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A new crop of daytime TV talk shows is giving new, maybe literal, meaning to the phrase killer ratings.

Following a murder involving two guests of a taped, but unaired, episode of Warner Bros.' "The Jenny Jones Show," the controversial talk show's Nielsens soared to a 5 rating.

"Jenny" was averaging about a 4.5 rating this sea-son, up from a 3.5 last season, largely on its move to increasingly salacious topics. As a result, "Jenny" has become among the most successful of a crop of "confrontational relationship" shows that are making the mainstay talk ilk of "Oprah," "Donahue" and "Sally" look tame by comparison.

"It's all a reflection of the success Ricki Lake had," said Bill Carroll, VP-programming at TV sales rep Katz Television, New York. "*`The Ricki Lake Show' tapped a hidden market out there."

It's also a profitable market, fetching producers upwards of $50 million annually per show.

With more than a dozen such shows on the air, one TV executive estimates the genre is generating nearly $600 million per year.

"Add in spot TV station sales and you're talking about close to a $1 billion business," he said. "It's a pretty hard market to ignore."

That's something Madison Avenue is reluctantly being forced to admit. Even hypersensitive advertisers like Kraft Foods and Procter & Gamble Co. now routinely buy time on such shows, though they review each episode.

In fact, "Jenny" producer Warner Bros. has devised a brilliant marketing strategy to get the best of both worlds: titillating topics that goose its ratings and safe havens for sensitive ad budgets.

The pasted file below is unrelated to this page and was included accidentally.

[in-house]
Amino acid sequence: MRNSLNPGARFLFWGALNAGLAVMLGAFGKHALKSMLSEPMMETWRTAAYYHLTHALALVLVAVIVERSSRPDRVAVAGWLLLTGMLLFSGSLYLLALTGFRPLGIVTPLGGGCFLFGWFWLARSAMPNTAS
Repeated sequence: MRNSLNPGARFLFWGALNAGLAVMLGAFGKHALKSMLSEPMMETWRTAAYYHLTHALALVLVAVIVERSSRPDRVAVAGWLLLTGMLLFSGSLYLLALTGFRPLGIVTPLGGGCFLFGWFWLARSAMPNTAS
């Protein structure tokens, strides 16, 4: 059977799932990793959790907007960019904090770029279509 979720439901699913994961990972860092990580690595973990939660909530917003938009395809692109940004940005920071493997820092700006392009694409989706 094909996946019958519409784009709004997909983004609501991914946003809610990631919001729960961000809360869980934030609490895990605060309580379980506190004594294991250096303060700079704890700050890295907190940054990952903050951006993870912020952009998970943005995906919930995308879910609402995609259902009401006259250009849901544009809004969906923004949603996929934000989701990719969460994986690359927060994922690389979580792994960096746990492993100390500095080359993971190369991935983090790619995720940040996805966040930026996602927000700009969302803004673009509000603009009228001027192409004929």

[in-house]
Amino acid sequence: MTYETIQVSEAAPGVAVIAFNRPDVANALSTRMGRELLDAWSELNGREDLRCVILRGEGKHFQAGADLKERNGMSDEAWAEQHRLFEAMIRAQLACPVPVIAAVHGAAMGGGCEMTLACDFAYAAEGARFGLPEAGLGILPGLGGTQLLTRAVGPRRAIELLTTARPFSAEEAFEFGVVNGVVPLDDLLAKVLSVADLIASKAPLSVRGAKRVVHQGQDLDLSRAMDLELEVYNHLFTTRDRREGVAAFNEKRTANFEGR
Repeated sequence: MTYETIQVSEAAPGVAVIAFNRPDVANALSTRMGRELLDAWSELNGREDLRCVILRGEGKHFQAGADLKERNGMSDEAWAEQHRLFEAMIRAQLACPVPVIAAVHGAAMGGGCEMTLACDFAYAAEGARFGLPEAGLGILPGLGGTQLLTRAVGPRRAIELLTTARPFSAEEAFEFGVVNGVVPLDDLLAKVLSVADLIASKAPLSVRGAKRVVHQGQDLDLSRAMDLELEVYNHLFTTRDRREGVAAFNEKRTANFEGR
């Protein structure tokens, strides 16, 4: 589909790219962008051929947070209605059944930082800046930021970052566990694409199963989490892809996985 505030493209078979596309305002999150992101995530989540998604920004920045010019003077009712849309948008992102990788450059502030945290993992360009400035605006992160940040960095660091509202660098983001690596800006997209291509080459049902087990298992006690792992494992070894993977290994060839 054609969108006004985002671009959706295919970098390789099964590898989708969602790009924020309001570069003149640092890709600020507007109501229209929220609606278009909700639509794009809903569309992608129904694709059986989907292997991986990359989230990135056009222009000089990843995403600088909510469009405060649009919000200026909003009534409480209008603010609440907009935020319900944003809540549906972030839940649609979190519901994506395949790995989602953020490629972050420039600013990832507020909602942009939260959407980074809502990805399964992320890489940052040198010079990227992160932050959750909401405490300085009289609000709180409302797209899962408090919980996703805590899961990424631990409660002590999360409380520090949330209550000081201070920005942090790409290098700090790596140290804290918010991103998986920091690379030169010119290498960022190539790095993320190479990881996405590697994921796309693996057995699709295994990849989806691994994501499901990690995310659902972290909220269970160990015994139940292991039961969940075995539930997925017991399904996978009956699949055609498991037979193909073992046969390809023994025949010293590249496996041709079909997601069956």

"Each week, Warner sends out topic lists, and each week they have two advertiser-friendly shows and three advertiser-unfriendly shows," said an agency media executive. "The advertiser-friendly topics enable them to bring in sensitive dollars. The unfriendly ones help them keep their ratings average up."

Ironically, the episode that sparked the murder-a show dealing with a twist on the standard formula of a secret admirer-was considered to be on the safe list.

"It's supposed to be one of the gentler shows, done a la the old `Dating Game'*" said Katz's Mr. Carroll. "But before you know it, it's two guys [one of whom is infatuated with the other] .*.*. and all of a sudden it has the potential for getting out of hand."

Jonathan Schmitz was arraigned on charges of murdering Scott Amedure, three days after Mr. Amedure revealed his affections for Mr. Schmitz during the taping of a "Jenny" episode that will never air as a syndicated TV show, but has become evidence in the criminal investigation.

TV and ad executives agreed the incident was an anomaly but said the propensity toward unseemly talk show topics, particularly those in which individuals are publicly embarrassed, raises questions about risk.

"Let's assume there are eight shows that fall into this confrontational relationship category. If they each average six guests per hour, and they each air 200 hours per year, that's 9,600 people," a TV executive said. "That's a lot of people. And they're not all your most educated people. They're your more volatile people. The law of probability says something is bound to happen."

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